“Fulcrum? Schmulcrum!”

As kids we had a solid understanding of many laws of physics without ever having learned them in a classroom. Imagine how dull it would have been to have had to master a knowledge of fulcrums before being allowed out on the playground. Fortunately we had the teeter-totter and figured things out quite handily.

The equipment required two children, one on each end of a long board. Each had a handle which suggested that the child would stay secured to the board. One child would go down, push her feet and the other child would go down. A problem obvious in the photo above is that the two girls are nearly evenly weighted. We could stop and ask them to solve the issue with a law of physics. Instead we could watch as one child or the other scoots forward or backward until one end goes down allowing play to continue. In the center of this particular board is a fitting that allows the board to be repositioned in three different slots. Again no lengthy discussion would ensue. A larger child intuitively knew what adjustment needed to be made to allow fun to go on.

Teeter-totters seem to have disappeared from playgrounds. Apparently some cautious adults noticed the clever explorations of the laws of physics taking place. There was the famous jump off the board while the other child was still in the air maneuver. The stranded child would land with a thump, perhaps cracking a tooth on the handle. Another mischievous variation had the one child push so hard that the other child went flying, handle or no. I assure my readers that I have only heard of these experiments and NEVER tried them myself. If you find an archaic teeter-totter, please NEVER learn physics this way.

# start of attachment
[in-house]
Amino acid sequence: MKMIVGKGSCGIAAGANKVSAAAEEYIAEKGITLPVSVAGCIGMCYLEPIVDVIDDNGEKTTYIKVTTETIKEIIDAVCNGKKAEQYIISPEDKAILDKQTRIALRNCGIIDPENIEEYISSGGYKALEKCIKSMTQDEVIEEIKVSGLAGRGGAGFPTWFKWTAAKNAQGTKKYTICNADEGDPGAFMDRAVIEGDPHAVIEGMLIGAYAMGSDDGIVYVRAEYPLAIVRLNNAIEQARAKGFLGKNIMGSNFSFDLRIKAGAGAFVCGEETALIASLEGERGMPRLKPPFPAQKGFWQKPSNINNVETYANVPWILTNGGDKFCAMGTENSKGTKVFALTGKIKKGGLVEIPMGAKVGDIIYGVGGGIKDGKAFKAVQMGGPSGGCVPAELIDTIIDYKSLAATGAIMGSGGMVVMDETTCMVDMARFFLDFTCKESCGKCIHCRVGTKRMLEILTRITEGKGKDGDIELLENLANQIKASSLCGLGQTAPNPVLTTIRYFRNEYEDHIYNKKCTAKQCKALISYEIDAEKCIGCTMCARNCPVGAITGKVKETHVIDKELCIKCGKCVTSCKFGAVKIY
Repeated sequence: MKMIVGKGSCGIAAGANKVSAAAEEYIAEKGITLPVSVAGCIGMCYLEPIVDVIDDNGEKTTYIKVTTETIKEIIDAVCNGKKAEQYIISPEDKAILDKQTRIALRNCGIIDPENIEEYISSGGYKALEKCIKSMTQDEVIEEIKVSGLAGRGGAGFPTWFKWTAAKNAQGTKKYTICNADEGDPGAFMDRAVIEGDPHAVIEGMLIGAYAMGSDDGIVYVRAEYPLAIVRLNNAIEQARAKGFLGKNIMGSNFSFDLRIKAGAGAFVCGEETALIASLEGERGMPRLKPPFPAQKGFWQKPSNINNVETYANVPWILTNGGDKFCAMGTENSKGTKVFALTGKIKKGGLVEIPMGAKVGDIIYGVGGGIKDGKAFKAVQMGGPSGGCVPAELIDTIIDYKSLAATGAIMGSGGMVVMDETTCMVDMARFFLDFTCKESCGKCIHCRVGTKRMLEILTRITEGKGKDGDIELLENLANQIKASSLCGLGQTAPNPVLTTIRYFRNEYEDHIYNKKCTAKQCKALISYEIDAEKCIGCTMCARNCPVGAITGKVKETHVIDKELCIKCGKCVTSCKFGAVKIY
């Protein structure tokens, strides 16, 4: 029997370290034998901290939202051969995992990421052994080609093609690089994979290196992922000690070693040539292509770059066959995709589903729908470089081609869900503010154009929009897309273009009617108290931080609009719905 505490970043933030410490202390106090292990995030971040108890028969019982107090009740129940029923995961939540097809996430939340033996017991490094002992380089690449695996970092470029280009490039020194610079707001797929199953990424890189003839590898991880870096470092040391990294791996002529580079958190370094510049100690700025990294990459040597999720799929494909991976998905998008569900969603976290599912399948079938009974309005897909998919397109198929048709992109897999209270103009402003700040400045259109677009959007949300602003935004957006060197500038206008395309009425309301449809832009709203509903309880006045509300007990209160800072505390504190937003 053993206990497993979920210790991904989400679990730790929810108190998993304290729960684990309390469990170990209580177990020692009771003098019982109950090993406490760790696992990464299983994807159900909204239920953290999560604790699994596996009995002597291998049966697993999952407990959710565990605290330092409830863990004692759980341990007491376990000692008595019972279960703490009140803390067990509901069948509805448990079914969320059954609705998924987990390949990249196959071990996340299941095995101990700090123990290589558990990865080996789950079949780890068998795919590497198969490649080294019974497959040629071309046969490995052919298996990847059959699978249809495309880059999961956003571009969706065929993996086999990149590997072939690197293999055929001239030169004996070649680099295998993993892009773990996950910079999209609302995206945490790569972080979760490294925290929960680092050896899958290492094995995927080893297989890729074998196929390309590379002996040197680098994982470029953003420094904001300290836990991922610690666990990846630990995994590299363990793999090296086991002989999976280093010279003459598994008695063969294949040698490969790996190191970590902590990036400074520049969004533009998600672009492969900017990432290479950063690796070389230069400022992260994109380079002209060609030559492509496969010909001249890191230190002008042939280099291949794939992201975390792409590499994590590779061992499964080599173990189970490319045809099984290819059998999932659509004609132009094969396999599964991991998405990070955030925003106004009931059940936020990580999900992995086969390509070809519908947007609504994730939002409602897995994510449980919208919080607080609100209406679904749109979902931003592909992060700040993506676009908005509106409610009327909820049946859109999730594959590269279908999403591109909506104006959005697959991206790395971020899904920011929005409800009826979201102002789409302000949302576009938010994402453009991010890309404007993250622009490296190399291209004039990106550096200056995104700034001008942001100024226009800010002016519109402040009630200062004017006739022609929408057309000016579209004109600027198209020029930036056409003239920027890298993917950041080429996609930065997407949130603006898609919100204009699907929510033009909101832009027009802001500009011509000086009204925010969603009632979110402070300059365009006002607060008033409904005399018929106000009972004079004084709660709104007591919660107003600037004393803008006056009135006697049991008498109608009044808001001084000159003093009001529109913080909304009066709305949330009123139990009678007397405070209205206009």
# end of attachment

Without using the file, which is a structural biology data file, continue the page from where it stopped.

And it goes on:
Schools have decided that learning things in books is much safer than learning them on playgrounds. What a loss.

17 thoughts on ““Fulcrum? Schmulcrum!”

  1. We know those as ‘See-Saws’ here, and they are still quite common in playgrounds.

    There was a very old song (1765) that originated with hand-sawyers, but we still sung it as children in the 1950s whilst playing on a see-saw.

    (This from Wkipedia)
    ‘The seesaw is one of the oldest ‘rides’ for children, (circa1700) easily constructed from logs of different sizes. The words of “See Saw Margery Daw” reflect children playing on a see-saw and singing this rhyme to accompany their game. No person has been identified by the name Margery Daw and so it is assumed that this was purely used to rhyme with the words ‘seesaw’.’

    “See Saw Margery Daw,
    Jacky shall have a new master;
    Jacky shall earn but a penny a day,
    Because he can’t work any faster.
    See-saw, Margery Daw,
    Sold her bed and lay on the straw;
    Sold her bed and lay upon hay
    And pisky came and carried her away.
    For wasn’t she a dirty slut
    To sell her bed and lie in the dirt?”

    Best wishes, Pete.

    Liked by 3 people

  2. Your work always takes me back (I suppose that is the purpose isn’t it). I love how you take simple things we take for granted and weave a story. How did we know, that just by repositioning ourselves, the see-saw movement would change? Now I have to think about that today! LOL

    Liked by 1 person

  3. A, yes! We loved them as kids. I think they have mostly been removed from playgrounds here in most of the US. too dangerous. The merry-go-round looking thing we all played on, has been removed as well. Strangely enough, the complicated metal “gym” that looks like a Tylenol capsule shape made of metal bars is still allowed. So kids can now climb to the top, about 8 feet, and fall down through the myriad of bars. No, that’s not dangerous at all!

    Liked by 1 person

  4. Boy, have you hit a nerve with me! Our neighboring state of New Hampshire seems to have more common sense when it comes to this. They have many outdoor schools where children do all their learning and playing outside. I wonder if they have a teeter-totter. One of the greatest presenters always spoke of children needing to take risks and problem solve – and that happens best outside.

    Liked by 1 person

  5. Actually, now you mention it, there is no see-saw in our local playground, although there is still one of those roundabout thingies (which I never saw the point of as a child since they wouldn’t move unless someone got off to push them..

    Liked by 1 person

  6. We had seesaws, Elizabeth, and you still get them in South Africa. Our child protection laws are not as as ‘unplayfriendly’ as those in the UK and obviously, the USA. Here children can still play and have fun. I have seen the difference when I’ve travelled and I’m glad our kids still have a little bit of freedom.

    Liked by 1 person

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